Bob’s Pickle Pops are available in packages of 20, 40, 60, 80 and 120. They range in price from $19.95 to $60 including shipping. The 120 count sells box for $60. Pops are all pre-packed in poly bags of 10.

Thursday, May 22, 2008

Pickle Popsicles

Has the world gone mad?

Don't get me wrong; I like a good dill pickle just as much as the next guy or gal. But pretty much the last thing I would think about pouring in a mold to freeze as a Popsicle is pickle juice! That's right folks, there's a new product on the market called Pickle Pops and they are frozen pickle juice treats. Sort of "frozen dairy aisle meets deli counter."

According to the company that makes them, Pickle Pops are made not from just the brine left over from pickling, but from freshly squeezed pickles, much like an apple or orange is pressed.

"Once people try them they are hooked!" notes the company in a recent press release. Pickle Pops arose from good old-fashioned American ingenuity. Texas roller skate rink owner John Howard started freezing pickle juice for the kids and adults and was selling out every night. And that's how Pickle Pops were born.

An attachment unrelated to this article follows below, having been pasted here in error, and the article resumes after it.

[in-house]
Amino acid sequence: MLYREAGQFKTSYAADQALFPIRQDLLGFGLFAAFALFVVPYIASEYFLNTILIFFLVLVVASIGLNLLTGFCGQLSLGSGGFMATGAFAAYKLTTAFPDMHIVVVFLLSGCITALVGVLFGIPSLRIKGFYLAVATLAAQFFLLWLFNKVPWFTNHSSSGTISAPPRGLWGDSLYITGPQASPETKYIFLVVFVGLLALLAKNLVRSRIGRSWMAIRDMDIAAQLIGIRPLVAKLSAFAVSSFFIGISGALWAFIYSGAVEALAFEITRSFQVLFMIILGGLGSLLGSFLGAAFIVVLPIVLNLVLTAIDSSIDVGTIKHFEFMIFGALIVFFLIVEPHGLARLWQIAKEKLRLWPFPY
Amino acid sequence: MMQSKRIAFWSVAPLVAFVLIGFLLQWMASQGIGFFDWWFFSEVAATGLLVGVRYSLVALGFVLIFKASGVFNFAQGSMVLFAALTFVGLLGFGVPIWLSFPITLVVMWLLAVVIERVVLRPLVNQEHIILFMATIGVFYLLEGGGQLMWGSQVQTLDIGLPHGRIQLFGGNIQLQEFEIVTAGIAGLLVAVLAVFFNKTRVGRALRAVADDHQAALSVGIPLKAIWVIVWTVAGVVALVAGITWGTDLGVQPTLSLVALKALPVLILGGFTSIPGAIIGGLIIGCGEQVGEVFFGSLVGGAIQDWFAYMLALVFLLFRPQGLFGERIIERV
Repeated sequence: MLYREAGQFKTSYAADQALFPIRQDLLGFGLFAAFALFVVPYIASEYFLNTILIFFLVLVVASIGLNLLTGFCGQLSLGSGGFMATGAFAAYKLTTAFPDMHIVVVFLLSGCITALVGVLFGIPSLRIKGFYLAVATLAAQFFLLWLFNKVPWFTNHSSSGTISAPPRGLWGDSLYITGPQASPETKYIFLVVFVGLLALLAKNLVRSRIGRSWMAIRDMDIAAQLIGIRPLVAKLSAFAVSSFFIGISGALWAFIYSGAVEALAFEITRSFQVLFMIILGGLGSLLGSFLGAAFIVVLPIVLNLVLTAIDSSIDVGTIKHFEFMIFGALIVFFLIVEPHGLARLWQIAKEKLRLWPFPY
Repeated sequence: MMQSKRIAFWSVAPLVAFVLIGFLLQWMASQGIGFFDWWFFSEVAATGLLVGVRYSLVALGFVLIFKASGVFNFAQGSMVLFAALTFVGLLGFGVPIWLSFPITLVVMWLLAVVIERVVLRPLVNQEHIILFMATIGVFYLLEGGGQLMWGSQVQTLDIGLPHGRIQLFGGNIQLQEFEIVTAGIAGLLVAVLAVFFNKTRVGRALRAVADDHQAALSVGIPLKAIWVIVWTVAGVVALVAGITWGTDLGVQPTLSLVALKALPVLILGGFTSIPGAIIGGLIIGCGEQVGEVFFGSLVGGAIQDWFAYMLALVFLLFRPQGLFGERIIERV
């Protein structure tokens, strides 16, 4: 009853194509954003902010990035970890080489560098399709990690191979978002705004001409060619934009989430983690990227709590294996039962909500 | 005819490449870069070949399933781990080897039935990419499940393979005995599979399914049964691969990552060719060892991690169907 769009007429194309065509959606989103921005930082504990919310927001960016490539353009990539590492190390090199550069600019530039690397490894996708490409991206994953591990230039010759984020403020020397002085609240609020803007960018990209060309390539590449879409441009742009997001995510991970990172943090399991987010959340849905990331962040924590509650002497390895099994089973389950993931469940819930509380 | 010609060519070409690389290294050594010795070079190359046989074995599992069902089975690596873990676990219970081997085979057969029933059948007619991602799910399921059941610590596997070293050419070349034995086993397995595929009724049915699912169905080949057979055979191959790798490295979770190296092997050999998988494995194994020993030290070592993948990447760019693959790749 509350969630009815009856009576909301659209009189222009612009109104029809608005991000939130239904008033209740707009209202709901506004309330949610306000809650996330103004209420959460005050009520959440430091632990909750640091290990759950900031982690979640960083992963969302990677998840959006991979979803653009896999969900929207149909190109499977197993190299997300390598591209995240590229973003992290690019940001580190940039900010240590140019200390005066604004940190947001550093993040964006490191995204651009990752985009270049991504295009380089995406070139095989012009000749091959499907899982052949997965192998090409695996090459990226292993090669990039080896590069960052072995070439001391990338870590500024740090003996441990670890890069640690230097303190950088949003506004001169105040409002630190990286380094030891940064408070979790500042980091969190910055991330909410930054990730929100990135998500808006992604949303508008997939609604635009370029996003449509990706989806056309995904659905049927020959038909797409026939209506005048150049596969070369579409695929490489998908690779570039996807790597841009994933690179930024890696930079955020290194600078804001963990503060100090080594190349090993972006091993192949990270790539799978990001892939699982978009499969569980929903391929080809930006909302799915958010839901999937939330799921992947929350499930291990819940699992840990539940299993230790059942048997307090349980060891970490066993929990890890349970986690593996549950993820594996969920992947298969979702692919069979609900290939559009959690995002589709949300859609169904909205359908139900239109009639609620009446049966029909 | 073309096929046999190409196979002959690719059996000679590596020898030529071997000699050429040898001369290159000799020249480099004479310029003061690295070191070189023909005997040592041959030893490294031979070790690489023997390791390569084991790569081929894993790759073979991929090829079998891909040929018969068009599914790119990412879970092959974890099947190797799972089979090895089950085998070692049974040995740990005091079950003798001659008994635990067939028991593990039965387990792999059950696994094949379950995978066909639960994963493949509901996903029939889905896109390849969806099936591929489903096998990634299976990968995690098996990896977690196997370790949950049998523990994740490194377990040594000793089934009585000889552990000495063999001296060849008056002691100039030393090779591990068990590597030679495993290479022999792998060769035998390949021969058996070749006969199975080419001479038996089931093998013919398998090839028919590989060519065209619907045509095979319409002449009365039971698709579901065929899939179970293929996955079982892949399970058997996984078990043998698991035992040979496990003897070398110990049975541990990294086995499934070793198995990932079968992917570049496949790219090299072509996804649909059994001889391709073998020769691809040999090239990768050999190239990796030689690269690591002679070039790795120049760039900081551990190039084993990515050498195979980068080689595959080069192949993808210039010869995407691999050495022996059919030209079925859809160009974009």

The company also touts some possible health benefits to their pickle juice pops including information on a recent study that suggested pickles blunted the blood sugar spike by as much as 30% after a high carb meal. I remember seeing another study or two similar to this using vinegar. It was hard to imagine drinking vinegar on purpose, but eating a pickle or slurping down some pickle juice? Now that might be more manageable for some people.

NOTE: Pickle Pops have no fat and have less than 1 gram of sugar.

Can a pickle muscle in to Popsicle territory?

I just came across Bob's Pickle Pops, a frozen pickle juice treat that promises great taste and some wonderful health benefits as well. The company is also catering to the cravings of expectant mothers with this unique sour snack. But it isn’t just to quench the craving, it is to provide the heretofore little-known health benefits of pickle juice for anyone from kids to pregnant women to diabetics.